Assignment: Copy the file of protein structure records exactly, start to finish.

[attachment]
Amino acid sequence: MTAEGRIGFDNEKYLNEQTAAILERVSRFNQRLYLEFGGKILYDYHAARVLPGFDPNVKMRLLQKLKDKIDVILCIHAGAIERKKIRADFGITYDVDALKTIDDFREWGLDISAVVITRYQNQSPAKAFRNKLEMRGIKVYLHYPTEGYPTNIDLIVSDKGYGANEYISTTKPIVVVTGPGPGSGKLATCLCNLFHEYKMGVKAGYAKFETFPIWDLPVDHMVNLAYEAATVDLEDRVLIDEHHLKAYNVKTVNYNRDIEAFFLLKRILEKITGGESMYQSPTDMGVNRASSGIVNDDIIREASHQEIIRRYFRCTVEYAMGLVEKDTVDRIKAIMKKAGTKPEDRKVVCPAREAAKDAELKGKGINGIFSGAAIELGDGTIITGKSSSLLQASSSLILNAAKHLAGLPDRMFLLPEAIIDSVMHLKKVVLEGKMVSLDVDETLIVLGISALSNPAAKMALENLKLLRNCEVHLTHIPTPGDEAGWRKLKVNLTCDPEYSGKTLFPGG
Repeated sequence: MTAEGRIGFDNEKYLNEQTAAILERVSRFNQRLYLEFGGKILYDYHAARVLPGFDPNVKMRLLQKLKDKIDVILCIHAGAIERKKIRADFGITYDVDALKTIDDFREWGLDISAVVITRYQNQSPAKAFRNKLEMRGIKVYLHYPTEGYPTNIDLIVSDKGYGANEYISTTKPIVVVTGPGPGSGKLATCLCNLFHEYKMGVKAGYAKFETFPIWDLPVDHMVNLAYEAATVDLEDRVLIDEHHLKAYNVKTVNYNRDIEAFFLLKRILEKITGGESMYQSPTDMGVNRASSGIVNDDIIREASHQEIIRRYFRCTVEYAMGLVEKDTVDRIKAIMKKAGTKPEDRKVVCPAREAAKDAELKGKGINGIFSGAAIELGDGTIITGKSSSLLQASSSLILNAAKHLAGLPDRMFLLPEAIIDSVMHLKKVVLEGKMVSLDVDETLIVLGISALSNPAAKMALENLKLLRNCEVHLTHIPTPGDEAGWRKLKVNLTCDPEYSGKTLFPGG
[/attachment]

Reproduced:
Amino acid sequence: MTAEGRIGFDNEKYLNEQTAAILERVSRFNQRLYLEFGGKILYDYHAARVLPGFDPNVKMRLLQKLKDKIDVILCIHAGAIERKKIRADFGITYDVDALKTIDDFREWGLDISAVVITRYQNQSPAKAFRNKLEMRGIKVYLHYPTEGYPTNIDLIVSDKGYGANEYISTTKPIVVVTGPGPGSGKLATCLCNLFHEYKMGVKAGYAKFETFPIWDLPVDHMVNLAYEAATVDLEDRVLIDEHHLKAYNVKTVNYNRDIEAFFLLKRILEKITGGESMYQSPTDMGVNRASSGIVNDDIIREASHQEIIRRYFRCTVEYAMGLVEKDTVDRIKAIMKKAGTKPEDRKVVCPAREAAKDAELKGKGINGIFSGAAIELGDGTIITGKSSSLLQASSSLILNAAKHLAGLPDRMFLLPEAIIDSVMHLKKVVLEGKMVSLDVDETLIVLGISALSNPAAKMALENLKLLRNCEVHLTHIPTPGDEAGWRKLKVNLTCDPEYSGKTLFPGG
Repeated sequence: MTAEGRIGFDNEKYLNEQTAAILERVSRFNQRLYLEFGGKILYDYHAARVLPGFDPNVKMRLLQKLKDKIDVILCIHAGAIERKKIRADFGITYDVDALKTIDDFREWGLDISAVVITRYQNQSPAKAFRNKLEMRGIKVYLHYPTEGYPTNIDLIVSDKGYGANEYISTTKPIVVVTGPGPGSGKLATCLCNLFHEYKMGVKAGYAKFETFPIWDLPVDHMVNLAYEAATVDLEDRVLIDEHHLKAYNVKTVNYNRDIEAFFLLKRILEKITGGESMYQSPTDMGVNRASSGIVNDDIIREASHQEIIRRYFRCTVEYAMGLVEKDTVDRIKAIMKKAGTKPEDRKVVCPAREAAKDAELKGKGINGIFSGAAIELGDGTIITGKSSSLLQASSSLILNAAKHLAGLPDRMFLLPEAIIDSVMHLKKVVLEGKMVSLDVDETLIVLGISALSNPAAKMALENLKLLRNCEVHLTHIPTPGDEAGWRKLKVNLTCDPEYSGKTLFPGG